Paintings Litter the Floor

If you asked why my paintings litter the floor instead of gracing my wall, I’d tell you, simply, that this is not my home.
I have never had a home. I can never say that I grew up there and these people were there; I’ll treasure them forever in memory.
Despite being born in Durban, I spent little over 6 months in the mother city of Kwazulu Natal. I could only utter the names of my parents before I was uprooted for the very first time. We traveled across the country, literally settling on the other end of South Africa. Cape Town is a beautiful place.
We lived in four different places that I can remember in the Western Cape. Duplexes, two bedroom apartments, a caravan, and finally a house on the foot of Table Mountain. Some of my earliest, best and worst memories were made on the West Coast. Among the favourite is an image of a beautiful little girl whose name I will never remember. She was my best friend until I was seven.
Despite living in so many areas, I never did think we would leave that province. But, we did.
Memories of the little girl with a shard of glass sticking out her foot, a man in a smart black suit knocking on the door to ask the four year old me for the rent my incarcerated father owed him, camping in Mosselbay, splitting my scalp open under the steel staircase, making the brick pattern of the school ground shift into 3D, and seeing the branches creep ever so ominously outside the window at night, were soon to be replaced with bad accents, constricted living, poverty, drugs and violence.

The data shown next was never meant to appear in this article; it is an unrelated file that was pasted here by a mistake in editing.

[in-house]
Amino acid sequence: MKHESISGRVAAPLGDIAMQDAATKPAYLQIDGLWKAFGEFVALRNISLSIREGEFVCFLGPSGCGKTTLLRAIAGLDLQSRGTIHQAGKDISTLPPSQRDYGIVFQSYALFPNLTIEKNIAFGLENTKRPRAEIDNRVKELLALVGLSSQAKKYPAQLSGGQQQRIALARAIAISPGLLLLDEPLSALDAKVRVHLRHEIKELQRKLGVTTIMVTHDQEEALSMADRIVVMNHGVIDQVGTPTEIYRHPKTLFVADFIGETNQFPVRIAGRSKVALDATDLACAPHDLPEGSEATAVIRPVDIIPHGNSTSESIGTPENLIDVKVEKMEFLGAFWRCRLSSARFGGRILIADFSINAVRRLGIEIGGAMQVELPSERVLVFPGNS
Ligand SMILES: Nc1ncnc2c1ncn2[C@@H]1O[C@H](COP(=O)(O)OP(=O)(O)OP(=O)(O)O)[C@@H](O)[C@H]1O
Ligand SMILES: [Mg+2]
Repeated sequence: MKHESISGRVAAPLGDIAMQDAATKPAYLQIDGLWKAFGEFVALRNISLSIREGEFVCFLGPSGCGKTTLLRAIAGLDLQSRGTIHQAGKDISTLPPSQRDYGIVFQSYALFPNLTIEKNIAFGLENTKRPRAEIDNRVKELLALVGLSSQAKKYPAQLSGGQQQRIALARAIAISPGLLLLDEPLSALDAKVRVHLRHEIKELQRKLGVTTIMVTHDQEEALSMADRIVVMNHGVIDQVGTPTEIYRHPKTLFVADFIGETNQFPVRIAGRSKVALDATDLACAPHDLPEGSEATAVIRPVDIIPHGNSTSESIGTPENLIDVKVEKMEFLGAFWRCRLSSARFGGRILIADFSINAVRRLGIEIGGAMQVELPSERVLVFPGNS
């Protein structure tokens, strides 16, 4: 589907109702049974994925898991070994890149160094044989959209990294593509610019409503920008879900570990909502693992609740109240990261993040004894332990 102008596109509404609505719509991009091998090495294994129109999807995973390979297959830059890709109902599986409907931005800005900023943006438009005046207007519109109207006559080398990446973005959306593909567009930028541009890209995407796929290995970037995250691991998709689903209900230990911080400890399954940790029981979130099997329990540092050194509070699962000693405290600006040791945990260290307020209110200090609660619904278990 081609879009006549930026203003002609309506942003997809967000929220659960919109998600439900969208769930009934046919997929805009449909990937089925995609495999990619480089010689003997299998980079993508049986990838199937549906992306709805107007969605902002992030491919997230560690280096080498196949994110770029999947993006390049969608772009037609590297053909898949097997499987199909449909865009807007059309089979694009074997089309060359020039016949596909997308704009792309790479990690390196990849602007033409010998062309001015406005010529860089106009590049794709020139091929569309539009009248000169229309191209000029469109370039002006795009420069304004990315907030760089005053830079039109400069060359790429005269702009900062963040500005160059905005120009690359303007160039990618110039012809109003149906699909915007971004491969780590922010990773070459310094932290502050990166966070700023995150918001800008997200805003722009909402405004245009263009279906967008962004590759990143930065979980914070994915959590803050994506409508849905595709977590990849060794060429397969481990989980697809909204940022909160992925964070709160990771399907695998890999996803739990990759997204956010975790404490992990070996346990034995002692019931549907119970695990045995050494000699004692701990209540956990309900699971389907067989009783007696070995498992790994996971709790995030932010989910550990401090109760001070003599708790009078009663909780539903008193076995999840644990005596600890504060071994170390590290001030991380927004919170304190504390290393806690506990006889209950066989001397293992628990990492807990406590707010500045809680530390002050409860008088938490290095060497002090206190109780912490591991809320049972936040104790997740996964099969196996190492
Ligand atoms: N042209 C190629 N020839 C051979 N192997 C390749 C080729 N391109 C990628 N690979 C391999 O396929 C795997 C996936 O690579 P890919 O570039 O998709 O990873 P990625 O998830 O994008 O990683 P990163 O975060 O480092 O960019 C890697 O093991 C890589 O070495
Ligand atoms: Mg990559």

If the states were a litter, Kwazulu Natal would be the runt. Sure, there’s poverty everywhere, but you’d think so too if you’d just driven 18 hours with a trailer full of belongings, leaving a beautiful suburb, to arrive in a semi-rural area. Here, the air reeked of disappointment, bad parenting, drugs, alcohol, teenage pregnancy, racism, crime and violence. It did not please the people that I was a little, outspoken, White-Indian hybrid that neither believed in or followed cultural norms.
I was not from there. I would not adopt their ways.
Umzinto, was the town.
Father left us there, and I didn’t blame him. The locals would stand at their windows, watching the White man each time he visited. I would have left too. He set off to become established in conservation, and mother, degreeless and unemployed, set off to survive.
For seven years, she laboured – learning new skills, trying to break into the formal labour market.
For those seven years, Mother, Brother and I lived in a three-roomed apartment. Those three rooms being a kitchen, bathroom and lounge/bedroom/office/dining room. Our current lounge is one and a half times the size of that entire apartment. For those seven years, we cramped into that one room, and not a single day did we expect to stay there. In those seven years, Father had houses in Port Shepstone, Ramsgate and Oslo Beach. I moved around a lot.